Scientists have unearthed in Argentina's Patagonian desert fossils of what may be the oldest-known member of the dinosaur group known as Titanosaurs.
Researchers said that the fossils represent a dinosaur species named Ninjatitan zapatai that lived 140 million years ago during the Cretaceous Period.
They identified Ninjatitan as a Titanosaur, a group of long-necked plant-eating dinosaurs that walked on four pillar-like legs.
The researchers said Ninjatitan demonstrated that the Titanosaurs as a group first appeared earlier than previously known.
A number of Ttitanosaurs that inhabited Patagonia achieved gigantic proportions such as Argentinosaurus, Patagotitan and Dreadnoughtus.
Ninjatitan was a large dinosaur, but much smaller than later Titanosaurs such as Argentinosaurus that reached a longer length.
The presence of such an early Titanosaur in Patagonia supports the idea that Titanosaurs originated in the Southern Hemisphere.
Titanosaurs are part of a larger dinosaur group called sauropods that includes others with similar body designs such as Brontosaurus and Diplodocus that lived in North America during the Jurassic Period.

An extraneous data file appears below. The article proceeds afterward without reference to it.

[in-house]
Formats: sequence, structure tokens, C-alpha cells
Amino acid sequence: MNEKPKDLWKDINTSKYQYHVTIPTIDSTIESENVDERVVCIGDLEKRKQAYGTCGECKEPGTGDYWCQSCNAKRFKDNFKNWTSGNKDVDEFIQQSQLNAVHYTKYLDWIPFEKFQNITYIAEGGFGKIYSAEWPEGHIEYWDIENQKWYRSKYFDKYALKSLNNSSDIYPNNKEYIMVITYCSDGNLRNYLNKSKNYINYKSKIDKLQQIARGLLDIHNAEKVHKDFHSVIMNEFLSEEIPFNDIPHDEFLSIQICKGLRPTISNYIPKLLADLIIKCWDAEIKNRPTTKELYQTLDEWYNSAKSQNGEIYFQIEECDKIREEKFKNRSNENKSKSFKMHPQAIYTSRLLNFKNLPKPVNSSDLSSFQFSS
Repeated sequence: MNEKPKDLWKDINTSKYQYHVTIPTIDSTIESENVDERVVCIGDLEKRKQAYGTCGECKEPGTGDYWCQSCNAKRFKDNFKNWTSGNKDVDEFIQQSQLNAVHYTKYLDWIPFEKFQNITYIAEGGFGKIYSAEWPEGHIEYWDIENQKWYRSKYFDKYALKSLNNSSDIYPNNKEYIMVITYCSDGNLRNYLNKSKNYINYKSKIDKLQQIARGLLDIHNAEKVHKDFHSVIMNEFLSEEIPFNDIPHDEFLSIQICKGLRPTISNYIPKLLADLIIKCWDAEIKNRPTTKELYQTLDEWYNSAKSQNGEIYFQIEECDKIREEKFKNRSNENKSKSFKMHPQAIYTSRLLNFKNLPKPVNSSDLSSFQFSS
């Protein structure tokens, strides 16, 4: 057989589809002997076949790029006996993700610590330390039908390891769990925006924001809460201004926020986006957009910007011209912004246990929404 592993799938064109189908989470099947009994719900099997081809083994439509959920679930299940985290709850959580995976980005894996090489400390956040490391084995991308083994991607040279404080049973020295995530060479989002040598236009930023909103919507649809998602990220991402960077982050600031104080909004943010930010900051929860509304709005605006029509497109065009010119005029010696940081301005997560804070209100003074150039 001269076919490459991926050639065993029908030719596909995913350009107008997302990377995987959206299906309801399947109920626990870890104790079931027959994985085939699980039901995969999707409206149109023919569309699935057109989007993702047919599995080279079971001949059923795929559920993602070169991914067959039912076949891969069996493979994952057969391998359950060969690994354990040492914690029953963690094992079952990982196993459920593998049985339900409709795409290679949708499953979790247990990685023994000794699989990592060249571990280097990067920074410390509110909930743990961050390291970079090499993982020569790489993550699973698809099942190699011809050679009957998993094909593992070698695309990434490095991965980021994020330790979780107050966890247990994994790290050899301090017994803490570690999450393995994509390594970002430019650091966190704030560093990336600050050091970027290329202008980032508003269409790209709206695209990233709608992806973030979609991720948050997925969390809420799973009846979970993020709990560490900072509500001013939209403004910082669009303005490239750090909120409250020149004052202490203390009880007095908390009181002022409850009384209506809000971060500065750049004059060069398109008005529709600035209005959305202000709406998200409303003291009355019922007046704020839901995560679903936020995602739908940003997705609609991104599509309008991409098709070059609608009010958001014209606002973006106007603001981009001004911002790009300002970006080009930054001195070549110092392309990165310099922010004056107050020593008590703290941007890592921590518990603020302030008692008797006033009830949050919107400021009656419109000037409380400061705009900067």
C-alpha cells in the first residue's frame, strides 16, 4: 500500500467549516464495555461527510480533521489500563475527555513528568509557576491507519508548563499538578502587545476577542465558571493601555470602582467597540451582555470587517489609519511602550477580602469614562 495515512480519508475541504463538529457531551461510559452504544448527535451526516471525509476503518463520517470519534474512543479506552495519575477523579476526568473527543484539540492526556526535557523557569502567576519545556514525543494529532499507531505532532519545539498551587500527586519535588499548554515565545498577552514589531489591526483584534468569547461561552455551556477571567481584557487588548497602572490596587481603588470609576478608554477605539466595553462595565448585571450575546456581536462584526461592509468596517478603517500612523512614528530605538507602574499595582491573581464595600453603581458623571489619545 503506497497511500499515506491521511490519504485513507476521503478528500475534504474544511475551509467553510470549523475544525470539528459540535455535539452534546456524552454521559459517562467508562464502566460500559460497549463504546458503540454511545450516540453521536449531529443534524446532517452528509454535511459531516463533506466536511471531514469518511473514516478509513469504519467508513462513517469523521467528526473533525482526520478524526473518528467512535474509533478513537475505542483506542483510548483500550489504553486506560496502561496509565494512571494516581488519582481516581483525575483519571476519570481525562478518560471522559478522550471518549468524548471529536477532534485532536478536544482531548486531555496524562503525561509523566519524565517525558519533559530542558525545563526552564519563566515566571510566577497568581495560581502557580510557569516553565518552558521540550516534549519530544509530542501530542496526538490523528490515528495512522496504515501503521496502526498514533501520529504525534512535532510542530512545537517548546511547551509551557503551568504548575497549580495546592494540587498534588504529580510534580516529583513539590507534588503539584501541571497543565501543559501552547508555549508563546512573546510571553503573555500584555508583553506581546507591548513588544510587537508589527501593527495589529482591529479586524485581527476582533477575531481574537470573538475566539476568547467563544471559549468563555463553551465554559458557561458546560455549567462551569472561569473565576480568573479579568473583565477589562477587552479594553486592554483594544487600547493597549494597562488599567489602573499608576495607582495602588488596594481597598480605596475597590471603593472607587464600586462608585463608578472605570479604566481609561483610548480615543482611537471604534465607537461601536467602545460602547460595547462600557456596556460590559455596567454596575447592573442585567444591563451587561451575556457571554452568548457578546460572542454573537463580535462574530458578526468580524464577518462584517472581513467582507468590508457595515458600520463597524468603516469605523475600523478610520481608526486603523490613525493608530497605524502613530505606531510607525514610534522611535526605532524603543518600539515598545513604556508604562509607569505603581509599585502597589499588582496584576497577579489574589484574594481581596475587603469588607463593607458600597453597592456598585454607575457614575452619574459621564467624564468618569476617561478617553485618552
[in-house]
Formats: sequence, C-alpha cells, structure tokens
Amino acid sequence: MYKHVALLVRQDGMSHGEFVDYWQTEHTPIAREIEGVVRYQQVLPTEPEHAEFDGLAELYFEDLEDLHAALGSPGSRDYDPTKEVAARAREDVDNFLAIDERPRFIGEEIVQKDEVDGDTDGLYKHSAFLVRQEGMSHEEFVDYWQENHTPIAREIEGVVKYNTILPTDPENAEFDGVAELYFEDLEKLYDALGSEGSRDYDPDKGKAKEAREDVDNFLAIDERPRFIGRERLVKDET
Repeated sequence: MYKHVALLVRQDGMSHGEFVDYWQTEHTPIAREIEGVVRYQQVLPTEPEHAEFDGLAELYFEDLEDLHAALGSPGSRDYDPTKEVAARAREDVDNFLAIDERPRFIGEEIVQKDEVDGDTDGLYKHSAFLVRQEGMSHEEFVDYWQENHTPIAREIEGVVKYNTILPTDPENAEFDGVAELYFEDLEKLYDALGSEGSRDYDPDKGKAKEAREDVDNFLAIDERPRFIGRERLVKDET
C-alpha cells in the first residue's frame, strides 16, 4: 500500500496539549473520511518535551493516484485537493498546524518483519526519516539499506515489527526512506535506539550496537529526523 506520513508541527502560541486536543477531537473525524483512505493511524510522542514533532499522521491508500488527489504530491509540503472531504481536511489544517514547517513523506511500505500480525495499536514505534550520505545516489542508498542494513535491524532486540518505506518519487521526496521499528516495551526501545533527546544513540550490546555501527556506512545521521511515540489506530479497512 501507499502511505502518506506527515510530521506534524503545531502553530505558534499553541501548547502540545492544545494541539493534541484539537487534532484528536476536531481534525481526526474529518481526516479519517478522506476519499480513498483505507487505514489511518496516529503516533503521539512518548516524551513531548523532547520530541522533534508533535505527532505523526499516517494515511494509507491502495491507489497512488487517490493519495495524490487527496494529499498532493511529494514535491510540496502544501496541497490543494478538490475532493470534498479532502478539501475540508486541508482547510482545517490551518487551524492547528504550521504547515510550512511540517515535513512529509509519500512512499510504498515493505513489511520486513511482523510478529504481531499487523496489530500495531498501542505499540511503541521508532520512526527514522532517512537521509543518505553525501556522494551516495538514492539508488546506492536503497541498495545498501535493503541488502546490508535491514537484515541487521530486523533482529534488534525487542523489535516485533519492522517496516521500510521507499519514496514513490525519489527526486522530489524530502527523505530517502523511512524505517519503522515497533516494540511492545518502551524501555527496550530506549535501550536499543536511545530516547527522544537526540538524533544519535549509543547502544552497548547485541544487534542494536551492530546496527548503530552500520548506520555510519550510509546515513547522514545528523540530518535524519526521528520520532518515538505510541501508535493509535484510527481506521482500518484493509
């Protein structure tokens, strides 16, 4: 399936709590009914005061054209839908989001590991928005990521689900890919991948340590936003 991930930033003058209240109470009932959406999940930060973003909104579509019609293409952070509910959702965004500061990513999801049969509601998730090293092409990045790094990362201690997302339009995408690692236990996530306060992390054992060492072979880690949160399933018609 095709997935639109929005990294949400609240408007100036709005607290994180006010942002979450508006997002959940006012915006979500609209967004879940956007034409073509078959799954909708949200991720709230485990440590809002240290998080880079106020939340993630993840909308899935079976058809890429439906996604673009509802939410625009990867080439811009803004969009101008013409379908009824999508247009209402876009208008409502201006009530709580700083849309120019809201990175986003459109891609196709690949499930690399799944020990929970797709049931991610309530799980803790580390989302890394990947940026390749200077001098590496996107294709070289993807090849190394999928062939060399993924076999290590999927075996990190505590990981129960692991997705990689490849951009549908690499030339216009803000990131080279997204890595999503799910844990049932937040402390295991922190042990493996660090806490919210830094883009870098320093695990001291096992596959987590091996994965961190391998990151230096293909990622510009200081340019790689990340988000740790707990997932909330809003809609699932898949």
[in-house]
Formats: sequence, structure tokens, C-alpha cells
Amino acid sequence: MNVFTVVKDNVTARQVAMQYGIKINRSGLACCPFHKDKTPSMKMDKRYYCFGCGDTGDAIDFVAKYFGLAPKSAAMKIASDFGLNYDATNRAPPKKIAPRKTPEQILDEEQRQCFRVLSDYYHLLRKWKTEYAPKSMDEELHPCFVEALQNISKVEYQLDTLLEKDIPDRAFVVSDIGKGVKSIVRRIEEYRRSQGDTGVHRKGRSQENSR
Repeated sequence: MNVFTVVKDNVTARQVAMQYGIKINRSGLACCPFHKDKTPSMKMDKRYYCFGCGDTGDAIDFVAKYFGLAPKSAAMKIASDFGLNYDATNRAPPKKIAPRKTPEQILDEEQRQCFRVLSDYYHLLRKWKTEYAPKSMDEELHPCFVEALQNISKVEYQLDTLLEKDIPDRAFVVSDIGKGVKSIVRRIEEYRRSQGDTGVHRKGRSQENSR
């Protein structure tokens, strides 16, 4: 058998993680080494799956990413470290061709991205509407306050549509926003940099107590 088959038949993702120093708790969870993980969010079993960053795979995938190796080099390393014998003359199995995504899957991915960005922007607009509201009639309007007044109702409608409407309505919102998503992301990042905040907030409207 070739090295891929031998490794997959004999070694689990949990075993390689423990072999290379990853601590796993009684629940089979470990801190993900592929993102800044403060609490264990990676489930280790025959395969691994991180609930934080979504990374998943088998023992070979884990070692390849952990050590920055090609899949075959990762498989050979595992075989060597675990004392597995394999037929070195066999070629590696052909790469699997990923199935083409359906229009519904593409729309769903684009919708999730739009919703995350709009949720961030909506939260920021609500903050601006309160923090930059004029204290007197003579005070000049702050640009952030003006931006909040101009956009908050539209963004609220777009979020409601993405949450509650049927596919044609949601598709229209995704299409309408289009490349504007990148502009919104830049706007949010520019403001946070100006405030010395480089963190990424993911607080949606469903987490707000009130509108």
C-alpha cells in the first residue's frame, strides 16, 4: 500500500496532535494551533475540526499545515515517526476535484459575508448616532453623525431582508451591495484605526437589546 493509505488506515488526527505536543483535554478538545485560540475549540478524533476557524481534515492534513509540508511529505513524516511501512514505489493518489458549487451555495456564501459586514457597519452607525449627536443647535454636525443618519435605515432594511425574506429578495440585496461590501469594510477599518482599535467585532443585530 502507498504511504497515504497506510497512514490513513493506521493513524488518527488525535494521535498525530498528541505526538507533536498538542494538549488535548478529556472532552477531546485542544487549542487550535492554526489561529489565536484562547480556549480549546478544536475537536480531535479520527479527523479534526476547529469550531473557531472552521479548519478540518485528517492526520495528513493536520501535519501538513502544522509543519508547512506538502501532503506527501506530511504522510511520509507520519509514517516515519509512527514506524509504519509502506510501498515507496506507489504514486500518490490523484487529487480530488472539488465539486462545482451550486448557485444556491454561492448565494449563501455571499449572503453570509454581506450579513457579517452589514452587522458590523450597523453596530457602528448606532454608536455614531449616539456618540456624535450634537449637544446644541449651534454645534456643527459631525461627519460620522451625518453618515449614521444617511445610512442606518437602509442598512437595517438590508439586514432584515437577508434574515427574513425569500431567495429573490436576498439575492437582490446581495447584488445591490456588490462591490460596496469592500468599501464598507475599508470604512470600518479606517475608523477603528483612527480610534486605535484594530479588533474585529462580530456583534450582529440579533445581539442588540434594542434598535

Patagonia is a sparsely populated region at the southern end of South America, governed by Argentina and Chile.
The region comprises the southern section of the Andes Mountains, lakes, fjords, and glaciers in the west and deserts, tablelands and steppes to the east.
Patagonia is bounded by the Pacific Ocean on the west, the Atlantic Ocean to the east, and many bodies of water that connect them, such as the Strait of Magellan, the Beagle Channel, and the Drake Passage to the south.
Economy of eastern Patagonia revolves around sheep farming and oil and gas extraction, while in western Patagonia fishing, salmon aquaculture, and tourism dominate.